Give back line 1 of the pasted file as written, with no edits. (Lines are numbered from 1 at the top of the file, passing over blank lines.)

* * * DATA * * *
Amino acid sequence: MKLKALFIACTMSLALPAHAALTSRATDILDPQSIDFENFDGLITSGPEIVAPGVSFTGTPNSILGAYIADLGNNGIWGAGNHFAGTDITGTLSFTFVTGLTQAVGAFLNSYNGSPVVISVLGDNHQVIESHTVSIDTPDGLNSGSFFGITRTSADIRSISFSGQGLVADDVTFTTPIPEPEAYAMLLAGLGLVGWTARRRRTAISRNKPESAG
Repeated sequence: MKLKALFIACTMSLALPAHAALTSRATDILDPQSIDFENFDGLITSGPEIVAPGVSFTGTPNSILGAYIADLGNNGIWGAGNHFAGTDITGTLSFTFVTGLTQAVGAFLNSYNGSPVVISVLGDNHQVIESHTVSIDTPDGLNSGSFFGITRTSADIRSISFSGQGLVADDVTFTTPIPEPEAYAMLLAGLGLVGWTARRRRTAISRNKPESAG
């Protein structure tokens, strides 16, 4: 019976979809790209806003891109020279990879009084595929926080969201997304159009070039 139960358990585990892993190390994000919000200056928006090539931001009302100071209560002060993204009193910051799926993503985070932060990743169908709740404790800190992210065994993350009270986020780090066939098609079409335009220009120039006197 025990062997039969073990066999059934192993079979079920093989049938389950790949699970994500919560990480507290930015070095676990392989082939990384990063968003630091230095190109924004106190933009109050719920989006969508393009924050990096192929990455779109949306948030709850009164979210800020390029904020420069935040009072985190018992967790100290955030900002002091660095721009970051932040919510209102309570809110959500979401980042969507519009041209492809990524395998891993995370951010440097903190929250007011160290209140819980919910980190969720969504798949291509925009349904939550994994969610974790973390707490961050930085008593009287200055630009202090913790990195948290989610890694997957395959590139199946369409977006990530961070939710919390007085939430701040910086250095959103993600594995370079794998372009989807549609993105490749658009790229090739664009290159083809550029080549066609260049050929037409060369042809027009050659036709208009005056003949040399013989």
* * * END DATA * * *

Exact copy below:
Amino acid sequence: MKLKALFIACTMSLALPAHAALTSRATDILDPQSIDFENFDGLITSGPEIVAPGVSFTGTPNSILGAYIADLGNNGIWGAGNHFAGTDITGTLSFTFVTGLTQAVGAFLNSYNGSPVVISVLGDNHQVIESHTVSIDTPDGLNSGSFFGITRTSADIRSISFSGQGLVADDVTFTTPIPEPEAYAMLLAGLGLVGWTARRRRTAISRNKPESAG